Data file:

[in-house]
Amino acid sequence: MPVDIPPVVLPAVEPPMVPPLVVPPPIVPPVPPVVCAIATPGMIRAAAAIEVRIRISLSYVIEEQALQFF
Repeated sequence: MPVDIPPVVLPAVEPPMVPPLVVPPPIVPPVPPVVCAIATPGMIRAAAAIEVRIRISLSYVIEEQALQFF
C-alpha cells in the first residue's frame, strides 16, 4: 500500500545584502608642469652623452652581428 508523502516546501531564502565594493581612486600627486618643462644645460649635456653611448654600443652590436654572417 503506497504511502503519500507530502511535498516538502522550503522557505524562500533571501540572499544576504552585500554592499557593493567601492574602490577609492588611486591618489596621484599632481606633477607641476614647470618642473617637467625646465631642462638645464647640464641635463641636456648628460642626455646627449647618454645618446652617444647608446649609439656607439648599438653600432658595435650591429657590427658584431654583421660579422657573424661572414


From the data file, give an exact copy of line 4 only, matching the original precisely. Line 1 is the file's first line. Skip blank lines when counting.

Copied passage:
C-alpha cells in the first residue's frame, strides 16, 4: 500500500545584502608642469652623452652581428 508523502516546501531564502565594493581612486600627486618643462644645460649635456653611448654600443652590436654572417 503506497504511502503519500507530502511535498516538502522550503522557505524562500533571501540572499544576504552585500554592499557593493567601492574602490577609492588611486591618489596621484599632481606633477607641476614647470618642473617637467625646465631642462638645464647640464641635463641636456648628460642626455646627449647618454645618446652617444647608446649609439656607439648599438653600432658595435650591429657590427658584431654583421660579422657573424661572414